A loyalist mob is planning to confront a nationalist parade seeking housing equality in north Belfast.
The parade, organised by the North Belfast Civil Rights association (NBCRA), has been organised on Saturday, February 1 to raise concerns about the sectarian development of the former Girdwood British army barracks on the Antrim Road.
There are also concerns over other planned developments, such as a leisure centre to be built on the site of the recently closed PSNI station on North Queen street and a multi-story car park on a site originally earmarked for social housing at nearby Frederick street.
Spokesman for the NBCRA, Paul Little, said the march was being organised solely to highlight social issues. Representatives of the main nationalist parties and independent candidates taking part in this year’s local government elections will be invited to speak at the event.
“Given the current climate, it is with great reluctance that we feel the need to publicly demonstrate for equal housing rights in north Belfast,” he said.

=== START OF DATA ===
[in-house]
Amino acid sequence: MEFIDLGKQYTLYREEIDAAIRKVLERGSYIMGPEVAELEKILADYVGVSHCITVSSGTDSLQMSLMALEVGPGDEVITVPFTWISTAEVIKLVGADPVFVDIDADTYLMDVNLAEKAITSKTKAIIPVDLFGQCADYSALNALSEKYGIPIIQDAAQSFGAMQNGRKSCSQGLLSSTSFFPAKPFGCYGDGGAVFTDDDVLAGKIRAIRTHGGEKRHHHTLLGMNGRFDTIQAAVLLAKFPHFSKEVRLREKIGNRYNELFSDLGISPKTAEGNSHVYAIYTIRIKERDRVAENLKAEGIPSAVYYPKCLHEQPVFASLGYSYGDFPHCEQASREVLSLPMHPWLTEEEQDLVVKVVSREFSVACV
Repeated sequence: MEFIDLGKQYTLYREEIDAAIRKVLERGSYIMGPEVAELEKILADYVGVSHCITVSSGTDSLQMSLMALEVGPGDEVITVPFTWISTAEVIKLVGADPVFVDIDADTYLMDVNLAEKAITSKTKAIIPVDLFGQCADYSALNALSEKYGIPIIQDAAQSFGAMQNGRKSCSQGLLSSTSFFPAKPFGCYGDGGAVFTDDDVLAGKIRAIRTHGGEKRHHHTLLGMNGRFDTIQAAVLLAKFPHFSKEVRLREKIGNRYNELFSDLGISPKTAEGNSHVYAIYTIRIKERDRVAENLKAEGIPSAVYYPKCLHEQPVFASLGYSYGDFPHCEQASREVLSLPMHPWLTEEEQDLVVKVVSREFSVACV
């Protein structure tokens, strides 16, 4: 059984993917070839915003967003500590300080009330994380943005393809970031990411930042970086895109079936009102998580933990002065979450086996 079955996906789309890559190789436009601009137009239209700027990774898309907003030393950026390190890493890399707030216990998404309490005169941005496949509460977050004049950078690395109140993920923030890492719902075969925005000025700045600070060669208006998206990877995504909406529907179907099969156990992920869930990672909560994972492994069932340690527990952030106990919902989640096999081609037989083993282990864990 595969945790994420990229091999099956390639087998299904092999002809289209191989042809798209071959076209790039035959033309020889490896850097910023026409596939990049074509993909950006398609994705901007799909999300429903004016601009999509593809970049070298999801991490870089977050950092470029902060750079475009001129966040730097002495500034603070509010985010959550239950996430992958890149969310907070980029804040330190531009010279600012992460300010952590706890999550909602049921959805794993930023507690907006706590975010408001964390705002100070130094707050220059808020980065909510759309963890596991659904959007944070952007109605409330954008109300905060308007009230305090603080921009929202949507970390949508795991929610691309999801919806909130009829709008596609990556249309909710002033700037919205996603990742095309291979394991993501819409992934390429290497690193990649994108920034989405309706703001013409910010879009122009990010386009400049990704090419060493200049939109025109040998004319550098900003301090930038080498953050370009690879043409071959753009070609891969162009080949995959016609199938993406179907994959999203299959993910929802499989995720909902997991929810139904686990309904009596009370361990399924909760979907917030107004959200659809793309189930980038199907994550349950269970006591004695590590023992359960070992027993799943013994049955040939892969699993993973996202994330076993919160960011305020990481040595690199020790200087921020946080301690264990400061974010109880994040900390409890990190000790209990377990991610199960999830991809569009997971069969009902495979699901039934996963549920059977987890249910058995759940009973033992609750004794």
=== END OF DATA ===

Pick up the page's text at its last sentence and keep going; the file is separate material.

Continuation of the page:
“However, the continued disparity in housing allocation and the provision of new and planned housing in north Belfast perpetuates the age old, systematic discrimination against the non-unionist community,” he said.
Mr Little called for “imaginative solutions” to the problems of the area including housing, health, and unemployment.
But he said he did not understood why loyalists were organising a counter-protest, notified as reaching up to one thousand in number. One of the loyalist groups involved was linked to an intense riot in Belfast city centre last August which erupted over a republican anti-internment march.
“What are they protesting against?” he said. “Are they protesting against equality issues? We are not marching through any controversial areas. What is their position on housing discrimination and what’s their answer to it?”
The civil rights parade and counter-protest are scheduled to take place on the same day as a loyalist protest march linked to the ongoing dispute at the Twaddell/Ardoyne interface over sectarian parades.
Meanwhile, another controversial loyalist group - ‘Loyal Peaceful Protesters’ - plans to bring up to 10,000 people and 30 bands through Belfast city centre this Saturday.
Sinn Fein assembly member Gerry Kelly called for that parade to be called off.
“If this is the answer from loyalist bands to the Haass talks then clearly they have no interest in reaching a resolution to parading problems,” he said.
“This is obviously all about increasing tension and with this type of attitude we could be heading for another contentious summer of loyalist parading. The organisers should show a bit of common sense and withdraw the application.”